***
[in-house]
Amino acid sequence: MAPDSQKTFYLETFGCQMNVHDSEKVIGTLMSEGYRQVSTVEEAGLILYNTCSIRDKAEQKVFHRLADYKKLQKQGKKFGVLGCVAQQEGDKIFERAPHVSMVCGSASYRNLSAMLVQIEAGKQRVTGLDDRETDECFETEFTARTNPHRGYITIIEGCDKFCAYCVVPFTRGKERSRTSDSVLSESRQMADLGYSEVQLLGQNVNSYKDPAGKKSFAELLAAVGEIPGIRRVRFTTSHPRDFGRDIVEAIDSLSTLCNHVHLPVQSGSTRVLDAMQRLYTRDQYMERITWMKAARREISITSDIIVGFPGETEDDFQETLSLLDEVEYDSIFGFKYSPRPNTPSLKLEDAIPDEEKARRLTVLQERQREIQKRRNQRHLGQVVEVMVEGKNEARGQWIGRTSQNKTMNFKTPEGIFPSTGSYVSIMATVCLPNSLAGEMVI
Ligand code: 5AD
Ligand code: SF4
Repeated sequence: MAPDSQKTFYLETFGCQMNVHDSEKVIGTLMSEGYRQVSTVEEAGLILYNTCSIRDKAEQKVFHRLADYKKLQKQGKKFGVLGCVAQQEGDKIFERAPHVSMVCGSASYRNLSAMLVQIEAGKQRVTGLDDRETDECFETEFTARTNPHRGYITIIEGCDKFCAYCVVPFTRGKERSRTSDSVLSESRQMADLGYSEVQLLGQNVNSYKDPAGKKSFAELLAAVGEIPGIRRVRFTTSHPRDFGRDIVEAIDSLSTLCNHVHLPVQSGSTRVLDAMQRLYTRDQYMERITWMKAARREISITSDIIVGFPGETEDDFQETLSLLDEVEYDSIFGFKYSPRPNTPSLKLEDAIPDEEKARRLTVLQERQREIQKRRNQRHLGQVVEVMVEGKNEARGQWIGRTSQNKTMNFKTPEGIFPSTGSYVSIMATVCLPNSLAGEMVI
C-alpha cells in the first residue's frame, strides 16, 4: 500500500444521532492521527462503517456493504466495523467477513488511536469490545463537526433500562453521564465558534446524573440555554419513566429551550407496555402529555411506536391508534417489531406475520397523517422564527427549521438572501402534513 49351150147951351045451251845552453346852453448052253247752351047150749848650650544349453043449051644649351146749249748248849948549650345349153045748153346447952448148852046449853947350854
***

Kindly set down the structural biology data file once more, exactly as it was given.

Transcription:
[in-house]
Amino acid sequence: MAPDSQKTFYLETFGCQMNVHDSEKVIGTLMSEGYRQVSTVEEAGLILYNTCSIRDKAEQKVFHRLADYKKLQKQGKKFGVLGCVAQQEGDKIFERAPHVSMVCGSASYRNLSAMLVQIEAGKQRVTGLDDRETDECFETEFTARTNPHRGYITIIEGCDKFCAYCVVPFTRGKERSRTSDSVLSESRQMADLGYSEVQLLGQNVNSYKDPAGKKSFAELLAAVGEIPGIRRVRFTTSHPRDFGRDIVEAIDSLSTLCNHVHLPVQSGSTRVLDAMQRLYTRDQYMERITWMKAARREISITSDIIVGFPGETEDDFQETLSLLDEVEYDSIFGFKYSPRPNTPSLKLEDAIPDEEKARRLTVLQERQREIQKRRNQRHLGQVVEVMVEGKNEARGQWIGRTSQNKTMNFKTPEGIFPSTGSYVSIMATVCLPNSLAGEMVI
Ligand code: 5AD
Ligand code: SF4
Repeated sequence: MAPDSQKTFYLETFGCQMNVHDSEKVIGTLMSEGYRQVSTVEEAGLILYNTCSIRDKAEQKVFHRLADYKKLQKQGKKFGVLGCVAQQEGDKIFERAPHVSMVCGSASYRNLSAMLVQIEAGKQRVTGLDDRETDECFETEFTARTNPHRGYITIIEGCDKFCAYCVVPFTRGKERSRTSDSVLSESRQMADLGYSEVQLLGQNVNSYKDPAGKKSFAELLAAVGEIPGIRRVRFTTSHPRDFGRDIVEAIDSLSTLCNHVHLPVQSGSTRVLDAMQRLYTRDQYMERITWMKAARREISITSDIIVGFPGETEDDFQETLSLLDEVEYDSIFGFKYSPRPNTPSLKLEDAIPDEEKARRLTVLQERQREIQKRRNQRHLGQVVEVMVEGKNEARGQWIGRTSQNKTMNFKTPEGIFPSTGSYVSIMATVCLPNSLAGEMVI
C-alpha cells in the first residue's frame, strides 16, 4: 500500500444521532492521527462503517456493504466495523467477513488511536469490545463537526433500562453521564465558534446524573440555554419513566429551550407496555402529555411506536391508534417489531406475520397523517422564527427549521438572501402534513 49351150147951351045451251845552453346852453448052253247752351047150749848650650544349453043449051644649351146749249748248849948549650345349153045748153346447952448148852046449853947350854